A track car for the road. The Japanese have long excelled at creating cars for keen drivers, and Toyota’s GR86 follows in the footsteps of the legendary Mazda MX-5 Miata. The 86 is another hunkered-down tail-wagger, aimed at giving even a mediocre driver the sense of being supremely talented. It achieves this through a combination of exceptional responsiveness and satisfying – if ultimately unspectacular – performance.

For 2022, Toyota’s limp two-liter gas engine is dropped in favor of a 2.4-liter flat-4 developed by Subaru, who markets this car in rebadged form as the BRZ. This normally aspirated engine doesn’t create an especially evocative soundtrack, but it’ll send manual models past 60 in just over six seconds; automatic versions lose half a second but still deliver strong performance. Another advantage of this new engine is its torque peak arrives at 3,700 rpm, compared to 6,700 in the old unit. The manual transmission is great on a track, but for everyday useability, the auto is a better choice – in ways you might not expect…

Question marks over safety. If you’re going to drive a low-slung coupe in a world populated by tank-like SUVs, you want to feel safe. Unfortunately, the GR86 hasn’t been crash-tested by either NHTSA or IIHS, and there are no results from Europe or Australia which can shed any light on its safety. Worse, manual models inexplicably miss out on automatic emergency braking, which is fitted as standard on all automatic 86s. We’d therefore have to recommend the auto box, which is less satisfying on a track and somewhat negates the point of buying a hunkered-down driver’s car in the first place.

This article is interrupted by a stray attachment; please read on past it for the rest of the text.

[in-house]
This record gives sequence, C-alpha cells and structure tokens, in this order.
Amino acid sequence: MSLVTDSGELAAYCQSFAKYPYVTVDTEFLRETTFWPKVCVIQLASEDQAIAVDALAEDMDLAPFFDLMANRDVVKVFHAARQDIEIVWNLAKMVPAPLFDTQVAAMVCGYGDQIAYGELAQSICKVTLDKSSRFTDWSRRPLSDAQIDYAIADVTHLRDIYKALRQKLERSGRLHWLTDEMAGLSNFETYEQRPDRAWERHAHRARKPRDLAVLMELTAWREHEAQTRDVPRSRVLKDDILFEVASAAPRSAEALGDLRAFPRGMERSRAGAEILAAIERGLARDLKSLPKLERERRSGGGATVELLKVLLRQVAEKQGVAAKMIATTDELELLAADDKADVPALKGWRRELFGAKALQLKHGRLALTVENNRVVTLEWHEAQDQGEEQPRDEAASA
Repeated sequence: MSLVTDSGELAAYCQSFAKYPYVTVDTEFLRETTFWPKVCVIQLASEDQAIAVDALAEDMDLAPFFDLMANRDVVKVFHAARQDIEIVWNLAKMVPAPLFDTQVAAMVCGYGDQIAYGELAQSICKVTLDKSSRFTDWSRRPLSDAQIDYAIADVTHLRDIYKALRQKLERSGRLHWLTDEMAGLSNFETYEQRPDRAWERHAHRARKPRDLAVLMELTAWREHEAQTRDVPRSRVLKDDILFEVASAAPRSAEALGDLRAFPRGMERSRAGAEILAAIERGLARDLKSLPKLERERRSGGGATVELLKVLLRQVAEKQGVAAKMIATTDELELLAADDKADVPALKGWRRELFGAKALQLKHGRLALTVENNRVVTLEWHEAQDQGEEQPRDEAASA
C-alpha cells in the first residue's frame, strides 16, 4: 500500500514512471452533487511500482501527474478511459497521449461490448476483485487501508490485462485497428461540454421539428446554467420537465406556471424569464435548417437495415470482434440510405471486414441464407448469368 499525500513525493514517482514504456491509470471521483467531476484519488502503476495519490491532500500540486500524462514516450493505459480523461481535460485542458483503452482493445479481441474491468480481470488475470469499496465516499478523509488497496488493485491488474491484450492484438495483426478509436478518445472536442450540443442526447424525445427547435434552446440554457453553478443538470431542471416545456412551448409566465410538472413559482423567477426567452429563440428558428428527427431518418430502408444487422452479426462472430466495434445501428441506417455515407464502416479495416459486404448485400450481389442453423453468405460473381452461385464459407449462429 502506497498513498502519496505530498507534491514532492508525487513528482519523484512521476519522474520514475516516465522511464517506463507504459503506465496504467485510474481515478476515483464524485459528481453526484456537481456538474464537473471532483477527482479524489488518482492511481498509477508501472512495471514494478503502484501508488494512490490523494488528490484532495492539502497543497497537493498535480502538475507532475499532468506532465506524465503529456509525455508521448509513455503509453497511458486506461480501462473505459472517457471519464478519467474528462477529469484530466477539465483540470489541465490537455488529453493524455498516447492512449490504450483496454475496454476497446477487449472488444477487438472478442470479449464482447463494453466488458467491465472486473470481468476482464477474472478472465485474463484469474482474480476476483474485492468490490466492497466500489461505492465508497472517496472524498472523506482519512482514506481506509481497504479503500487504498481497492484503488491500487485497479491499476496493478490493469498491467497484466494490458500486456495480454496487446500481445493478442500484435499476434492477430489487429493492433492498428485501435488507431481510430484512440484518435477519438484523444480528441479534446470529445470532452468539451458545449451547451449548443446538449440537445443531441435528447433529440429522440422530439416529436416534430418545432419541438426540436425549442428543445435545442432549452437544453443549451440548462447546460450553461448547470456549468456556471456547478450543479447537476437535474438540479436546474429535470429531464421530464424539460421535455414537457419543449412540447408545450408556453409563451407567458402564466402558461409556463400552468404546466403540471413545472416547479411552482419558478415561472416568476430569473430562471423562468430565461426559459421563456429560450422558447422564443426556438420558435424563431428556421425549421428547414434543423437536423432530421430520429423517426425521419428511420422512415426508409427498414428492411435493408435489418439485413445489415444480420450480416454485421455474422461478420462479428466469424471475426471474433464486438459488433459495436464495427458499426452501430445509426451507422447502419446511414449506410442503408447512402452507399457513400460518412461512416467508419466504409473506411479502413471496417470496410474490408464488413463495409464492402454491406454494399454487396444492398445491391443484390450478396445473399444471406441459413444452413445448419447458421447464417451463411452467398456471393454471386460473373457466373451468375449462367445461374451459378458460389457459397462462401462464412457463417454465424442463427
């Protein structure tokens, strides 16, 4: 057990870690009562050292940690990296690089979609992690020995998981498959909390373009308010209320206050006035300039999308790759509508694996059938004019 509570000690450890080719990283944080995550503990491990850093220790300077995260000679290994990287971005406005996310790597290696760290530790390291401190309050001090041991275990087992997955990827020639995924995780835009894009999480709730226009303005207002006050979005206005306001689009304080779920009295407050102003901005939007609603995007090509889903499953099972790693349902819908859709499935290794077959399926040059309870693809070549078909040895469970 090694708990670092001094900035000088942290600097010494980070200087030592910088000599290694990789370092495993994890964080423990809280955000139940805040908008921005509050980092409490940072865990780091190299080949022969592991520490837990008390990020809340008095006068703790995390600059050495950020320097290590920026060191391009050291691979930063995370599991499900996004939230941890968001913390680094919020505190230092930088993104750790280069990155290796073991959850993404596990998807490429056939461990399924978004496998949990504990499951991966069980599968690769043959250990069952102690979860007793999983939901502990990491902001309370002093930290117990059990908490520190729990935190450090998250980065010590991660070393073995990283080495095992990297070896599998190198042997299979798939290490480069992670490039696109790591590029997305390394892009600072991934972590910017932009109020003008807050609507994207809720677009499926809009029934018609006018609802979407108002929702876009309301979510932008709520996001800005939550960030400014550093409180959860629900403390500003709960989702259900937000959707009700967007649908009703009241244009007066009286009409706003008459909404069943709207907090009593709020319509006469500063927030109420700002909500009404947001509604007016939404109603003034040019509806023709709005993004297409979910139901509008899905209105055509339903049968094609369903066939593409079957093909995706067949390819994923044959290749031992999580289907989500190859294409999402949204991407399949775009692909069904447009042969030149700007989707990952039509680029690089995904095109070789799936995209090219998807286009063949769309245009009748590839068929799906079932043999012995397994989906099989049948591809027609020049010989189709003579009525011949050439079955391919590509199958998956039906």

A cabin you’ll tolerate, not love. Toyota market the GR86 as a four-seater, which is only accurate if two of the four people can count their age on their fingers. No adult would enjoy being squashed into the back of this claustrophobic cabin, and the 6.3 cu ft trunk is inadequate for more than a couple’s weekend hand luggage. Nor is the cabin an especially luxurious place to sit, with matte surfaces and hard plastics dominating. A trio of digital gauges is buried below the infotainment screen, with displays that could have come off a 1980s digital watch.

At least standard equipment is fairly generous, with both 86 models receiving an eight-inch touchscreen with smartphone mirroring. A digital gauge display and limited-slip rear diff are also standard, while Premium models receive leather and Alcantara trim, an uprated stereo, and bigger wheels with high-end Michelin tires.

Interesting looks, but not a looker. There are hints of other sports cars as you walk around the 86, from the Jaguar F-Type-style headlamps to a rear end which (in the absence of the Premium model’s rather excessive spoiler) has the faintest whiff of Aston Martin to it. Bulbous wheel arches add a sense of purpose, though the side skirts and aforementioned spoiler are more aftermarket than integral. That rakish rear roofline gives a good profile, even though it contributes to the rear seats being an adult-free zone.

Overall, the 86 will cut a dash on your drive or in the office car park. It’s agreeable without being a head-turner, and at least it’s more substantial than Mazda’s MX-5, which feels as if SUVs could drive straight over the top of it. Plus, with base models costing less than $30,000, the 86 offers style on a budget, which is very on-trend here in 2022.

Final thoughts. The GR86 is a likable car, even when you discover that the first part of its name stands for Gazoo Racing, which sounds more like a milkshake than a serious performance vehicle. We could complain about the impractical and plasticky interior or combined fuel economy of just 24 mpg, but such criticisms rather miss the point of this car.

The 86 is aimed at a specific niche – single or cohabiting people who love driving. The punchy new Boxer engine joins superb handling and communicative steering in delivering a delightfully responsive drive, while the 17-inch wheels on base models generate tire-shredding oversteer at fairly manageable speeds. And if you do overcook it, vented disc brakes at all four corners should get you out of trouble. As a beginner’s track car, we can’t think of anything better, but you’ll have to accept a lot of weekday sacrifices before those weekend outings to Laguna Seca make you glad you chose an 86 over a four-door sedan.

Check prices for the 2022 Toyota 86 »